We were sitting around chatting and as I glanced at the TV screen people were climbing over the high fence onto the pitch. "Oh look", I said to everyone, "There's a pitch invasion".
We all started to watch the television - I think it must have been about five minutes before the horror of what we were watching dawned on us. I remember a police man desperately pulling at the fence trying to create a tiny bit of space.
We were calling out to the television, "Why don't they open the gates". I was angry with the opposing fans who were initially chanting, but when all the ambulances arrived a silence seemed to fill the screen.
We felt a sense of helplessness and despair at seeing so many people fighting for their lives. Our house had been filled with chatter and the sound of children playing when the match started. We now sat in silence trying to understand what we had witnessed.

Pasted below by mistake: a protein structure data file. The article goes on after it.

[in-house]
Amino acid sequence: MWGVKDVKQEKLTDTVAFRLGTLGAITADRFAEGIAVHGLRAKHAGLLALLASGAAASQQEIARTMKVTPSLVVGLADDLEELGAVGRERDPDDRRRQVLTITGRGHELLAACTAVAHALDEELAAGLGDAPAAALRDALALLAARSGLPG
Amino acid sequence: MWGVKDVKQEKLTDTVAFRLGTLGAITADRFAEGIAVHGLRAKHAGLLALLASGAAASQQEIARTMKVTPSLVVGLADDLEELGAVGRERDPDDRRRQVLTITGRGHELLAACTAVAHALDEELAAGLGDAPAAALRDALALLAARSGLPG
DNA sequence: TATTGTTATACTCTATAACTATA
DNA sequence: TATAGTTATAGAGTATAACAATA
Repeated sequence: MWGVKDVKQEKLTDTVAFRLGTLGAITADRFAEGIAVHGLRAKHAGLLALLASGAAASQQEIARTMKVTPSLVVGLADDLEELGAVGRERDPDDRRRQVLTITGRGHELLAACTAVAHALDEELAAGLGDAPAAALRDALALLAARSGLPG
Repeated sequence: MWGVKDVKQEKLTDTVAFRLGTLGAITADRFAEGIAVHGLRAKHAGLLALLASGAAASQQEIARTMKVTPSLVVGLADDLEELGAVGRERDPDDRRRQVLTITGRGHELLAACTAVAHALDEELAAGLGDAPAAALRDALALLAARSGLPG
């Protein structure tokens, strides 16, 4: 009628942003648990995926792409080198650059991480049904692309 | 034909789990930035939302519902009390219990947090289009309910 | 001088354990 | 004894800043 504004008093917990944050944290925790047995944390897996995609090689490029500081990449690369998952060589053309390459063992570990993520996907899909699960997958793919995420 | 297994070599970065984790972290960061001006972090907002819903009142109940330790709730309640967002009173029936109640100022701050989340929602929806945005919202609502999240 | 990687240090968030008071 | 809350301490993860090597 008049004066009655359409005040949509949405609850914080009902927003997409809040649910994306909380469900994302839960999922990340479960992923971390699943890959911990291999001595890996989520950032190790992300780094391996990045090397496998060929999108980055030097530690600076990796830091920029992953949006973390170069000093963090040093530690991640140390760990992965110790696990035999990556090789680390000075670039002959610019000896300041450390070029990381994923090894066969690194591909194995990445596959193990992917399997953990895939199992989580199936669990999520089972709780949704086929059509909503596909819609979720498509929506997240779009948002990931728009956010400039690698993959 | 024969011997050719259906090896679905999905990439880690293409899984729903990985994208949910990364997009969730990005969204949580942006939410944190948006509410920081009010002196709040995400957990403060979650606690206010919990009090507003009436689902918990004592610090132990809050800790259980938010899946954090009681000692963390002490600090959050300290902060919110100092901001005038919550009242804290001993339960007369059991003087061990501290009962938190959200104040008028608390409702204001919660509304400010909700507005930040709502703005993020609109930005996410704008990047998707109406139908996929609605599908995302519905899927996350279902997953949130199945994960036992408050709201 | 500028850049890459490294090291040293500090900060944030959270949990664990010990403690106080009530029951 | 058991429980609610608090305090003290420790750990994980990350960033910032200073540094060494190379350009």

I'm a Forest fan. Our coach was held up in traffic jams on the way to Sheffield and we didn't arrive at Hillsborough till 2:45pm, but passed many pubs at 2:30/2:45pm with Liverpool and Forest fans drinking outside as it was a very hot day.
I can recall people on our bus saying there was going to be a mad rush from the fans to get into the ground before kick off.
I do not think the police should take the whole blame for this sad day, a lot of questions still need to be answered, my thoughts will always be with those who never went home.
I will never go to another football match, the memories, stood helpless watching the victims laid out in front of the kop will never leave me.
I was at Villa Park for the other semi watching Norwich. As we came out of the ground feeling down at losing, we had no idea of what had gone on until we got back to the coach.
We all sat stunned for most of the five hour journey back home. Then looking at the papers the next day, it all made the feelings of losing the match seem like a distant memory.